Review the list of proposed suppliers/sub-contractors to be used by the successful bidder? Did these organisations also bid directly for the tender exercise? Such circumstances can lead to a pre-determined outcome as it would be irrelevant who was awarded the work. This may identify cartel operating.
Blank rows are provided for your use e.g. to add additional checklist items.
If uploading Procurement Documents to PCS file size restrictions apply. These are:
- 10Mb per document a maximum of 40Mb for the Procurement Officer;
- 10Mb per document with a maximum of 30Mb for the Supplier
If you are using PCS-T, attachments cannot be added to the Contract Notice on PCS. You must add your documents to PCS-T.
If you use PCS-T you must provide time limits for the receipt of tenders (bearing in mind statutory minimums).
Mixed Procurement Exercises
Mixed procurements that contain any activity within the scope of the Defence and Security Regulations or the Utilities Directive must refer to their relevant legislation. Such procurement exercises do not come under the guidance of the Procurement Journey.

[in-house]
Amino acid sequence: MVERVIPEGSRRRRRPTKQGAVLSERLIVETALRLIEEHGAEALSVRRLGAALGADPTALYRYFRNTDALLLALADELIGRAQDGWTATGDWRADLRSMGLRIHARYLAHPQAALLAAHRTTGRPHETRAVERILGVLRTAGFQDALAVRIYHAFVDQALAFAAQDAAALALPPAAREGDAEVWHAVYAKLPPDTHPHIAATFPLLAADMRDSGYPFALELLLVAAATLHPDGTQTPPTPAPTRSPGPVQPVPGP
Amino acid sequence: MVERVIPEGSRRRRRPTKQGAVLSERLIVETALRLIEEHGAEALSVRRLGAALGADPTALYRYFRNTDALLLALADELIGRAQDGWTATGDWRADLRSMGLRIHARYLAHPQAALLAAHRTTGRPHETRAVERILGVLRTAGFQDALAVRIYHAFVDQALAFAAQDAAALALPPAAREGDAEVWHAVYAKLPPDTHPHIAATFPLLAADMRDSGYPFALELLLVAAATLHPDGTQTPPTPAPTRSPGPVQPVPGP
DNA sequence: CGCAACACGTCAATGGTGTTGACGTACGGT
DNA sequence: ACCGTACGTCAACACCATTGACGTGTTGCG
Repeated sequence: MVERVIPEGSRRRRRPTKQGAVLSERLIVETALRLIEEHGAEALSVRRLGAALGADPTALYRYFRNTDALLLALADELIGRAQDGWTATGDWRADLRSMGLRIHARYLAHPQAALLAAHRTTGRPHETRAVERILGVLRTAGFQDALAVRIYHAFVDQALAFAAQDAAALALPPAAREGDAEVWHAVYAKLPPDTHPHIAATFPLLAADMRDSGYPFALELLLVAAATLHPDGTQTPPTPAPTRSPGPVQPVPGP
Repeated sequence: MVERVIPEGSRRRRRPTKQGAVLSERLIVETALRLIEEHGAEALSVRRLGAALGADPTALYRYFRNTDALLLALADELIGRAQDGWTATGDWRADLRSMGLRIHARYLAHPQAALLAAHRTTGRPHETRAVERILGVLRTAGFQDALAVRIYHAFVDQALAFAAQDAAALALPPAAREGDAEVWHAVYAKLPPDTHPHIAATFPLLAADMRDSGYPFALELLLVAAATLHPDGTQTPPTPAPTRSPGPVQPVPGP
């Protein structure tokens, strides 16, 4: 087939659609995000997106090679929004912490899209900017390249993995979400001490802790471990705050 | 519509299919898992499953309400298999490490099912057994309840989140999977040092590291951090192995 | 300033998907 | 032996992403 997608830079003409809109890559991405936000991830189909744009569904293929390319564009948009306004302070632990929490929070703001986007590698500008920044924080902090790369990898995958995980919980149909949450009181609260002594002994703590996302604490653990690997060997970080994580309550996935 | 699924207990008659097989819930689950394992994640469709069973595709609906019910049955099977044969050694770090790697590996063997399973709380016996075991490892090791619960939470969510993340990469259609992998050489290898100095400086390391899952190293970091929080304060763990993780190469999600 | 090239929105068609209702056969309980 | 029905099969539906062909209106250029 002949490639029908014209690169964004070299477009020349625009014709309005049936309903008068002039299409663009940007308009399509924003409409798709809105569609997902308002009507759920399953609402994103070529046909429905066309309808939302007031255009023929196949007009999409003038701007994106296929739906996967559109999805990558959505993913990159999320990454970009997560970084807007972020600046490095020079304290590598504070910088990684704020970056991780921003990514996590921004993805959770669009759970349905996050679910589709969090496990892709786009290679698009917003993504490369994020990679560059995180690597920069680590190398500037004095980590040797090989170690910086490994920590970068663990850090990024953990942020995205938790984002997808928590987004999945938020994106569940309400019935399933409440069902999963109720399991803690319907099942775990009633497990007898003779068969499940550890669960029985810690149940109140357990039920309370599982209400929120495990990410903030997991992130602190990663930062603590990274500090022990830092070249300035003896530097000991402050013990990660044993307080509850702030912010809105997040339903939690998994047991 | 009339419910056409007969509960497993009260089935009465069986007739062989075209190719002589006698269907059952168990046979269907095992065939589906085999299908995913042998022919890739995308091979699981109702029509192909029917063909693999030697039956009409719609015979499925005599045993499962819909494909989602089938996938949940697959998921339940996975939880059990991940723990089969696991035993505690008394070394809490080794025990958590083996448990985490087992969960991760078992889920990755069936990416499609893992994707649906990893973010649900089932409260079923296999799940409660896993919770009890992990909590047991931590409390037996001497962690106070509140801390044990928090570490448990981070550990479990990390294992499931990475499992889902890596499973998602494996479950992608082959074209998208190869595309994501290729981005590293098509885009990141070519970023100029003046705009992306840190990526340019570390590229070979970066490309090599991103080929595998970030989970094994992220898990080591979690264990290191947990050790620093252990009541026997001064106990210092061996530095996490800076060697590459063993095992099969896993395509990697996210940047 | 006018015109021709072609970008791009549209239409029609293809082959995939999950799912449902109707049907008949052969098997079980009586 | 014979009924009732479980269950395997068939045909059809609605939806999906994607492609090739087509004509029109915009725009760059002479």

Where a procurement consists of a mix of activities:
- the main subject of the contract needs to be determined. This will establish which procurement rules apply e.g. a procurement with a goods and a works element, which has the provision of goods as the main subject matter, should be treated as a goods procurement exercise. (It is important to focus on what the main subject is i.e. there could be a contract with more goods supplied, however, the works element may still be the main subject/purpose of the contract or vice versa.) It is important to note that in this case, the value of the relative spend is not the only factor in identifying the main subject
- partly services (including Care and Support Services and those detailed in Schedule 3, and partly goods: the main subject of the contract is determined by which of the services or goods has the highest estimated value
- Care and Support Services and those listed in Schedule 3 and partly for other services: the main subject of the contract is determined by which of the services has the highest estimated value.
Contract Award - Recommendation Report Contents
A Recommendation Report should be used to obtain approval (if required) to award a contract. The report should contain reference to the following: